Being a teacher is so much more than standing at the front of a class talking to a group of pupils. here’s how to get into this fulfilling profession!
For anyone wishing to pursue a rewarding and progressive career, teaching – with its myriad options and flexibility – comes high on the list of professions to explore. The routes into this career are varied too, and range from completing a university degree to pursuing postgraduate courses. There are a number of funding opportunities too, with bursaries of up to £26,000 available that make paying for training less of a burden than it once was.
It’s no wonder, then, that increasing numbers of graduates are going into teaching after completing their first degree. In the 2015-2016 academic year, there were nearly 30,000 new entrants to postgraduate teacher-training courses, compared with just over 25,000 for the previous academic year. Indeed, there are now 15,000 more teachers in UK schools than in 2010. After all, those who can, teach!
Choose your route
To teach in an English state school, whether at primary or secondary level, you need to be educated to degree level and gain qualified teacher status (QTS) by following a programme of initial teacher education or training (ITET).
This option is designed for graduates who would like the bulk of their training to take place in a school, enabling them to immerse themselves in a teaching culture from day one. You’ll do four days a week on site learning from more experienced colleagues, and one day a week on a university or college campus. Most courses last a year, after which you’ll gain QTS. Most courses also offer a postgraduate certificate in education (PGCE).
School-centred initial teacher training (SCITT) involves in-school courses provided by government-backed schools that provide hands-on training from experienced, practising teachers. They result in QTS and some, but not all, also award a PGCE.
School Direct courses offer school-based teacher training via a network of schools that are signed up to the initiative, and are a great choice if you hope to teach at one of those schools after qualifying. Courses last a year and result in QTS – again, many, but not all, also award a PGCE.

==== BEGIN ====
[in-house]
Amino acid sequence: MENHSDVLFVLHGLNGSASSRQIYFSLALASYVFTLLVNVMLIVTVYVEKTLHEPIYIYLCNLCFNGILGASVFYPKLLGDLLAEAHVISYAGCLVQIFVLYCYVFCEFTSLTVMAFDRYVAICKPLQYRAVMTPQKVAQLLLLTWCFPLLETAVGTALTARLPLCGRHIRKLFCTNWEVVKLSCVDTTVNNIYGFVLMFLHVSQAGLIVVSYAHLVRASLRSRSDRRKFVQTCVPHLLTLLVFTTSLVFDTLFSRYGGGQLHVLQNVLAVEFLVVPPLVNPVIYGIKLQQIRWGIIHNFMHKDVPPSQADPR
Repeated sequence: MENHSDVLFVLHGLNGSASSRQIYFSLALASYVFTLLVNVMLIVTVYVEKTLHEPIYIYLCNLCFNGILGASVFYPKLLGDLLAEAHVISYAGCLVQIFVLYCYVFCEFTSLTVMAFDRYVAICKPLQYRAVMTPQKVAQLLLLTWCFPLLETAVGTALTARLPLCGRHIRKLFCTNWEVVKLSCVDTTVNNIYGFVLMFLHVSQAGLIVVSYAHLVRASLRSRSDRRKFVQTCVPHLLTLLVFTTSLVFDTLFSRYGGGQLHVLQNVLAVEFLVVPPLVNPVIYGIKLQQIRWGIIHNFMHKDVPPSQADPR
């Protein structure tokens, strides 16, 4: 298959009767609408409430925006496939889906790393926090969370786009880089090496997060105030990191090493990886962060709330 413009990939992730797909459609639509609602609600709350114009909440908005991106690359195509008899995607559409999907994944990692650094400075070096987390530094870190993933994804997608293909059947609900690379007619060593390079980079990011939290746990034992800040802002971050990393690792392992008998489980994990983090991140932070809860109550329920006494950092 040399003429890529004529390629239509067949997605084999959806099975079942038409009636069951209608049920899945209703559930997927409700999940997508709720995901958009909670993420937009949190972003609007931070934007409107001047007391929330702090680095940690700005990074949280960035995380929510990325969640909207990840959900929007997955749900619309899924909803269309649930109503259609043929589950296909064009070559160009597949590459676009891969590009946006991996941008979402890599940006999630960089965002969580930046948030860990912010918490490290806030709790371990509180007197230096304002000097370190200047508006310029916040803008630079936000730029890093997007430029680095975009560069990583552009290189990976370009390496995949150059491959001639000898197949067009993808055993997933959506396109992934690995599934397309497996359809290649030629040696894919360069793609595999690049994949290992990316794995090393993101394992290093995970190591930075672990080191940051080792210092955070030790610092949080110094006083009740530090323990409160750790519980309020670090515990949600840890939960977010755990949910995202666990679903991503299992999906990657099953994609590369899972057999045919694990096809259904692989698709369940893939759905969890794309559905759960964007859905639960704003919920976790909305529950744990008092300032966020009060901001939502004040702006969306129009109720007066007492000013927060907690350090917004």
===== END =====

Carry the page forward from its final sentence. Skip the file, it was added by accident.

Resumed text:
School Direct (salaried) is a route that makes teacher training more plausible for those considering a change of career. If you’re a graduate with at least three years’ work experience, you’ll earn a salary while you train and can expect a job offer when you qualify.
Higher or further education training is more suitable for those who would prefer to complete their teacher training at a university or college. You’ll spend at least 24 weeks on placements to develop your practical skills, and can train full-time for a year or part-time for two. All courses lead to QTS and a PGCE.
Funding your studies
If you’re a graduate, a government bursary (tax-free funding) of up to £26,000 could be available to you, depending on the postgraduate course you apply for, the subject you wish to teach and your degree classification.
If you want to teach maths, physics, chemistry, computing, languages or geography, you can also apply for a scholarship. As well as financial support, this will give you access to resources and networking opportunities. Some training courses, such as those with Schools Direct or Teach First, are salaried, meaning you earn as you train (the amount you earn depends on the school you train in and the subject you’re teaching).
You may also be able to apply for loans to cover tuition fees and maintenance of up to £9,000 and £4,000 a year respectively, depending on your circumstances. Remember, though, that although bursaries and scholarships don’t have to be paid back, loans do. You’ll start repaying once you’ve graduated and are earning more than £21,000 a year. You pay back 9% of anything over that figure every year (so if you earn £26,000, you’ll pay back £450 per year).